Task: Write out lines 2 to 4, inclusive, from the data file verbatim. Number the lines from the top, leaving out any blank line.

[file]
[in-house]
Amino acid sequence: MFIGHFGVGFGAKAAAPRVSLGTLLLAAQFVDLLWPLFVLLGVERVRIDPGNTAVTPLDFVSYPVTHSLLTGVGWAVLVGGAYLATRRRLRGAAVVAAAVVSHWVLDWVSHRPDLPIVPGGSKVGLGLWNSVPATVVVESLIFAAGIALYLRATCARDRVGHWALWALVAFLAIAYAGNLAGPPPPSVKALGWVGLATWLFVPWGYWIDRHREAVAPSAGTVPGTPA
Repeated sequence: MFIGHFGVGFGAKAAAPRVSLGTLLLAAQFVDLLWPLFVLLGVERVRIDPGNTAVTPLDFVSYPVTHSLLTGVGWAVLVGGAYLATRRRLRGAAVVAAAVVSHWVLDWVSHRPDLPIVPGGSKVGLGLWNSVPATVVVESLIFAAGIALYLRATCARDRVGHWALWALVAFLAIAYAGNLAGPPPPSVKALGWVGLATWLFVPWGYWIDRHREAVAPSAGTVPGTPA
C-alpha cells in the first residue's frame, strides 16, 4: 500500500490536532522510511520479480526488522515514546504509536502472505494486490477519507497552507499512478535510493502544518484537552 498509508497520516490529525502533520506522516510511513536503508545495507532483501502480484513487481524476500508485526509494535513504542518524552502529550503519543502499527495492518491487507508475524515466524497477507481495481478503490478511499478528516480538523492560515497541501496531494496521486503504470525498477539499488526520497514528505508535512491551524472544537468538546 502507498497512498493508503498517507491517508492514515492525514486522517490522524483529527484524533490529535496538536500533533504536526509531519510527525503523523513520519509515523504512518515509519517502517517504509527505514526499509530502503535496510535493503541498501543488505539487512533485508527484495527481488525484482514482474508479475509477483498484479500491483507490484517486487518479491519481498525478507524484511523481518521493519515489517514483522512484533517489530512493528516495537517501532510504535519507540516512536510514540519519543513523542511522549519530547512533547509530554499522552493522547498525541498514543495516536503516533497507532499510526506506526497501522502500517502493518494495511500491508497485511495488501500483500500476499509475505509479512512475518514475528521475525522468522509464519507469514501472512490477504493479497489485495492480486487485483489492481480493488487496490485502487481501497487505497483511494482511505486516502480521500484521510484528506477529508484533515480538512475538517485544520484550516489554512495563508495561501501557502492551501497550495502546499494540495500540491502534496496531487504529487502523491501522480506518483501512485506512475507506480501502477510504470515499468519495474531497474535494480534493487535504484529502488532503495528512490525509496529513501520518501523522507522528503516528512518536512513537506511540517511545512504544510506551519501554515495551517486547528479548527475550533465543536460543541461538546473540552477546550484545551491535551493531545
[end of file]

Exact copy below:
Amino acid sequence: MFIGHFGVGFGAKAAAPRVSLGTLLLAAQFVDLLWPLFVLLGVERVRIDPGNTAVTPLDFVSYPVTHSLLTGVGWAVLVGGAYLATRRRLRGAAVVAAAVVSHWVLDWVSHRPDLPIVPGGSKVGLGLWNSVPATVVVESLIFAAGIALYLRATCARDRVGHWALWALVAFLAIAYAGNLAGPPPPSVKALGWVGLATWLFVPWGYWIDRHREAVAPSAGTVPGTPA
Repeated sequence: MFIGHFGVGFGAKAAAPRVSLGTLLLAAQFVDLLWPLFVLLGVERVRIDPGNTAVTPLDFVSYPVTHSLLTGVGWAVLVGGAYLATRRRLRGAAVVAAAVVSHWVLDWVSHRPDLPIVPGGSKVGLGLWNSVPATVVVESLIFAAGIALYLRATCARDRVGHWALWALVAFLAIAYAGNLAGPPPPSVKALGWVGLATWLFVPWGYWIDRHREAVAPSAGTVPGTPA
C-alpha cells in the first residue's frame, strides 16, 4: 500500500490536532522510511520479480526488522515514546504509536502472505494486490477519507497552507499512478535510493502544518484537552 498509508497520516490529525502533520506522516510511513536503508545495507532483501502480484513487481524476500508485526509494535513504542518524552502529550503519543502499527495492518491487507508475524515466524497477507481495481478503490478511499478528516480538523492560515497541501496531494496521486503504470525498477539499488526520497514528505508535512491551524472544537468538546 502507498497512498493508503498517507491517508492514515492525514486522517490522524483529527484524533490529535496538536500533533504536526509531519510527525503523523513520519509515523504512518515509519517502517517504509527505514526499509530502503535496510535493503541498501543488505539487512533485508527484495527481488525484482514482474508479475509477483498484479500491483507490484517486487518479491519481498525478507524484511523481518521493519515489517514483522512484533517489530512493528516495537517501532510504535519507540516512536510514540519519543513523542511522549519530547512533547509530554499522552493522547498525541498514543495516536503516533497507532499510526506506526497501522502500517502493518494495511500491508497485511495488501500483500500476499509475505509479512512475518514475528521475525522468522509464519507469514501472512490477504493479497489485495492480486487485483489492481480493488487496490485502487481501497487505497483511494482511505486516502480521500484521510484528506477529508484533515480538512475538517485544520484550516489554512495563508495561501501557502492551501497550495502546499494540495500540491502534496496531487504529487502523491501522480506518483501512485506512475507506480501502477510504470515499468519495474531497474535494480534493487535504484529502488532503495528512490525509496529513501520518501523522507522528503516528512518536512513537506511540517511545512504544510506551519501554515495551517486547528479548527475550533465543536460543541461538546473540552477546550484545551491535551493531545